I wish I had my mother's life! She only had to work about 10 years total her whole life and managed to retire with a pension at 55. Granted it's a small pension, but my father has a giant one and with their SS, they have it made.


They were able to travel all over the USA and Canada and Alaska starting at the "young" age of 55, staying months in some places.
Yes, I would not want my parent's life but I have a few friends where I would not mind having their mother's life - usually their dads had to work too hard for my taste.
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Old 08-24-2017, 03:23 PM
 
12,825 posts, read 20,138,510 times
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Originally Posted by Sharpydove View Post
This has got to be the most delusional post on this thread! Full of silly generalizations.
You can go for personal attacks however there are well established economic and social statistics that bolster what I wrote.
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Old 08-24-2017, 03:32 PM
 
2,049 posts, read 862,636 times
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Many good observations but you didn't hit one point. The reason older people are sometimes better off than their kids is because they saved and/or invested their money instead of spending it. They spent less than they made, for decades. Coming from poor backgrounds they didn't want to endure poverty in their old age so they saved and invested and spent less than they made for 30 or 40 years to get to financial independence. The kids, who never went hungry or did without or worried about money often never learned financial planning, frugality, and deferring rewards.
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Old 08-24-2017, 03:33 PM
 
Location: Wisconsin
21,538 posts, read 44,002,416 times
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Quote:
Originally Posted by BayAreaHillbilly View Post
You can really see generational differences on this thread.

The oldest set of cohorts mainly have / had parents who were poorer and less educated than they were. So they don't want to copy their parents for obvious reasons.

Then there is a slighly younger set of cohorts, 2nd wave "Disco" Boom I reckon, whose parents did Leave it to Beaver and this set of cohorts were able to copy the best parts of that. Granted there were fewer SAHMs but in general the middle American life of plenty was attained. This is where I see the comments about being somewhat like the parents.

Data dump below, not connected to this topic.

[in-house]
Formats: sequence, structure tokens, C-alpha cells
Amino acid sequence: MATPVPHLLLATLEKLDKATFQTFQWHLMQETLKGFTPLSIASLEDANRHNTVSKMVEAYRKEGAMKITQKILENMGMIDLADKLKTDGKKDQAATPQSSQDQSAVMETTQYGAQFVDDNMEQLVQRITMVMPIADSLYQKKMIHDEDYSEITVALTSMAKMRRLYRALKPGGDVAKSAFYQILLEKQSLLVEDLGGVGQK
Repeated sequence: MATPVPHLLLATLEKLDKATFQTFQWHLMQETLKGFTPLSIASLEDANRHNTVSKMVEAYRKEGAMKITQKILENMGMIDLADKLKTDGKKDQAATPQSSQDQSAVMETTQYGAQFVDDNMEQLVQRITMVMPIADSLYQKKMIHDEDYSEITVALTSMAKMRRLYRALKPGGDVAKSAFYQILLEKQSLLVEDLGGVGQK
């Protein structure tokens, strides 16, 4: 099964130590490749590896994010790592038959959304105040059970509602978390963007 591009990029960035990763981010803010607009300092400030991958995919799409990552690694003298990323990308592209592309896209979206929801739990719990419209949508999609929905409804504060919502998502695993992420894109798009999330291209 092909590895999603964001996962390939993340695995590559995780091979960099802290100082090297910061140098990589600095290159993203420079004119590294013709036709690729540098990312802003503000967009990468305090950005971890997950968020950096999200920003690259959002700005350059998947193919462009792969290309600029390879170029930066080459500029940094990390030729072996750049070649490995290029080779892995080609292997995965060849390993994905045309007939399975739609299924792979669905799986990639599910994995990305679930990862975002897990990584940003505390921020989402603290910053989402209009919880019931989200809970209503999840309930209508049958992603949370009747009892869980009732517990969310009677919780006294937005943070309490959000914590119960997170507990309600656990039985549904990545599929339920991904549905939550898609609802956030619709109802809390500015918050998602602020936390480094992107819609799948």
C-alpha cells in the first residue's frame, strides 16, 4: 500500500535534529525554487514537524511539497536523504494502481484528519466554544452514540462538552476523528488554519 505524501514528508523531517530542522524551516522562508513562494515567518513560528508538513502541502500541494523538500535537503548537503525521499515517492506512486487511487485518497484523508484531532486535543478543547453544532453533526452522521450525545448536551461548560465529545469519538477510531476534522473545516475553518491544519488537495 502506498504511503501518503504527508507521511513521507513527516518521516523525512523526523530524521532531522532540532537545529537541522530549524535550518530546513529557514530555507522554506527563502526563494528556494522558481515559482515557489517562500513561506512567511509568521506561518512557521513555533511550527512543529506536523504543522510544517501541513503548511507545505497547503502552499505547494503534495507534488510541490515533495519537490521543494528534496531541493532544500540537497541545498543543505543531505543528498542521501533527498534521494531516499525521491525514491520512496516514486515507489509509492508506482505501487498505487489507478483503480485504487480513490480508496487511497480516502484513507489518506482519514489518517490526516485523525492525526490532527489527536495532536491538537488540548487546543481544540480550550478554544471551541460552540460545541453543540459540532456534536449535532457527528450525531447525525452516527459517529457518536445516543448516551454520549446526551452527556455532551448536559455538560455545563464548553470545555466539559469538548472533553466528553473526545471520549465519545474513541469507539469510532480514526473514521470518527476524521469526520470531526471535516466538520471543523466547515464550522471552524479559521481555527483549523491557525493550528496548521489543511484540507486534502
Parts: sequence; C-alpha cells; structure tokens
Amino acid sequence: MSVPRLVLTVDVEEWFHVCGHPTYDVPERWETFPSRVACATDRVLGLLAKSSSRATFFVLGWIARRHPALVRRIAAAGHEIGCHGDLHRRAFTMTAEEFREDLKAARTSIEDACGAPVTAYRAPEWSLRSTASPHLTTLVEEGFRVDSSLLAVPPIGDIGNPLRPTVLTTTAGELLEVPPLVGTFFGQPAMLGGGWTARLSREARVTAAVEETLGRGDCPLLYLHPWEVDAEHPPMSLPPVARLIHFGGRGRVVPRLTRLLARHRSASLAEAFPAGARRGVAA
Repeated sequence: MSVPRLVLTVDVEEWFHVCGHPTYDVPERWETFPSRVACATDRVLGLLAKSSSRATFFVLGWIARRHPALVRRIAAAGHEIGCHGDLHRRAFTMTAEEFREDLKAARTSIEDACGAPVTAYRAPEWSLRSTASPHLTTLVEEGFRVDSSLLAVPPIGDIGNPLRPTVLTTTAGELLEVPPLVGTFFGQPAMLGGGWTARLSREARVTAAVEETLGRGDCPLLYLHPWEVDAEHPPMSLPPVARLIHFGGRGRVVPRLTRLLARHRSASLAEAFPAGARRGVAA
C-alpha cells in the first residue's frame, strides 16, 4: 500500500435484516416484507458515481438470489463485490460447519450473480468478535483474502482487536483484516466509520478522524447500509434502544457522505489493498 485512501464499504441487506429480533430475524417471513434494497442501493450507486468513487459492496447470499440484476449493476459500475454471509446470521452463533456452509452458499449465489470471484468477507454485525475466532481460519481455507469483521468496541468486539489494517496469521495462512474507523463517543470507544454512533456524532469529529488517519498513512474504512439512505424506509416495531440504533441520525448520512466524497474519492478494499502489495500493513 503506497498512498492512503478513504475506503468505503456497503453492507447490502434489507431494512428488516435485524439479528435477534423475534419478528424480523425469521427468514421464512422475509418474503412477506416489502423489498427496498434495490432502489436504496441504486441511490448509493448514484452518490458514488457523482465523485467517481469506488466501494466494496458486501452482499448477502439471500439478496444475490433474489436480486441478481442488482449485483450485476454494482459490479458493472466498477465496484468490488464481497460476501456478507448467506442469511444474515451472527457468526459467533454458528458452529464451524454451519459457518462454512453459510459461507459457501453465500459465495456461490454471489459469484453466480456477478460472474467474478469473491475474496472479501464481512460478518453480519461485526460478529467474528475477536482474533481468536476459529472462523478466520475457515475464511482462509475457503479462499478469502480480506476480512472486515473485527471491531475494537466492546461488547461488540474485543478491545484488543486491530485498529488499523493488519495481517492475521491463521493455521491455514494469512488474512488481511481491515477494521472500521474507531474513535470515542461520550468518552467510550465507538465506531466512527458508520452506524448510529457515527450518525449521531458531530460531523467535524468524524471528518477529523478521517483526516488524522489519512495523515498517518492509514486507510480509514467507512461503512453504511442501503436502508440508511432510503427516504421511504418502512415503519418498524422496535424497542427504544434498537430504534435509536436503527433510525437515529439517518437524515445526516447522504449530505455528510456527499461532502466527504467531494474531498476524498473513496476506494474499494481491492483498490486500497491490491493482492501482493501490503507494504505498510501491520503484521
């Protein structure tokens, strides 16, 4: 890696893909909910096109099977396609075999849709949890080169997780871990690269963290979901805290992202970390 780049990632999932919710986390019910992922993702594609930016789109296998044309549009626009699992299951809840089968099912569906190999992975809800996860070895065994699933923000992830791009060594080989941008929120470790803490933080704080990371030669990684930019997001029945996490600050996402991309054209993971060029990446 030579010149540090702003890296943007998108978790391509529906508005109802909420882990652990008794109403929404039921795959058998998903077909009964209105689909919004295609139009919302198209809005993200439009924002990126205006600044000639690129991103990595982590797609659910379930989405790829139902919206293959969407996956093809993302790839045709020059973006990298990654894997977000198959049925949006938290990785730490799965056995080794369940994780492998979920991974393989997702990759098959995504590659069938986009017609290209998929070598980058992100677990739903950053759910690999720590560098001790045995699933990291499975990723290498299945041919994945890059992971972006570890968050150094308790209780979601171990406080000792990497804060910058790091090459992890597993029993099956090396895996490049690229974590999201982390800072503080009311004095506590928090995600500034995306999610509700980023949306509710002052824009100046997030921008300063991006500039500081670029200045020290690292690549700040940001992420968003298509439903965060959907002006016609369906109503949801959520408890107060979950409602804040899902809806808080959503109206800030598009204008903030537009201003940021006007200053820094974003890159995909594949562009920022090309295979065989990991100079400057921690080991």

Then, you hit X and younger. Unless we came from the hood or some sort of struggling 1st generation immigrant background, or became super stars in our fields, we are not able to equal or best what our parents obtained. So we don't want to be like our parents because if we did, we'd all be broke. We don't have as much relative cash flow as our parents did and therefore have had to adopt a very different pattern of living.
I think, for the most part, this is true. I grew up in the 50's, am now 75. Father and mother, born in 1912, mother from immigrant parents, father 2nd generation, both probably never graduated high school. We managed, but just barely. He worked for the postal service. Dad intelligent and voracious reader but surely hamstrung by parentage, the Depression, and other life events. I left home and did better - although no college - which wasn't essential to financial stability at the time although, of course, a professional career would surely have changed my life dramatically. My son, of course, did college. So, we're getting there.

Quote:
Originally Posted by LiveLoveLaugh View Post
Lol are you kidding!!!? My father was a Dr my mother was a lawyer...I could never have lived their snobby intellectual NYC BS! UUUUGGGGGHHHHH....NEVER NEVER NEVER!
Yabut, you had pretty darn good life materially and a huge leg up socially and educationally from those not brought up in professional homes. Snobby intellectual is far better than ignorance and stupidity.

I'm like MJ. When money is always a obstacle and colors every decision - you do what is necessary to change that.

Last edited by Ariadne22; 08-24-2017 at 03:59 PM..
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Old 08-24-2017, 03:46 PM
 
12,825 posts, read 20,138,510 times
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Quote:
Originally Posted by bobspez View Post
Many good observations but you didn't hit one point. The reason older people are sometimes better off than their kids is because they saved and/or invested their money instead of spending it. They spent less than they made, for decades. Coming from poor backgrounds they didn't want to endure poverty in their old age so they saved and invested and spent less than they made for 30 or 40 years to get to financial independence. The kids, who never went hungry or did without or worried about money often never learned financial planning, frugality, and deferring rewards.
My parents spent way more money than me and DW will ever hope to spend. Some of it was necessary. They had kids whereas me and DW are child free. They lived the "normal" suburban life in two successively larger ranch homes built respectively in the 50s and 60s. They went on more vacations and bought more expensive toys. They also had excellent wage growth until very late in their careers. They experienced unreal appreciation in real estate. Etc, etc.

My big spending (if you can even call it that) was limited to a short stretch of my 20s. I've had a 401K since I was a new grad, plus other areas of saving. Still, my cash flow balance never was, is not and likely never will be as positive as my parents' during a vast portion of their adult lives.

Anyone who's paying attention to macro economics should find none of this surprising. Wage growth for most people hit an inflection point in 1973 or there abouts. My parents were very lucky their own wage growth continued until nearly the end of the 20th Century. Mine hit the skids not much later, but that was relatively early in my own career vs the careers of my parents.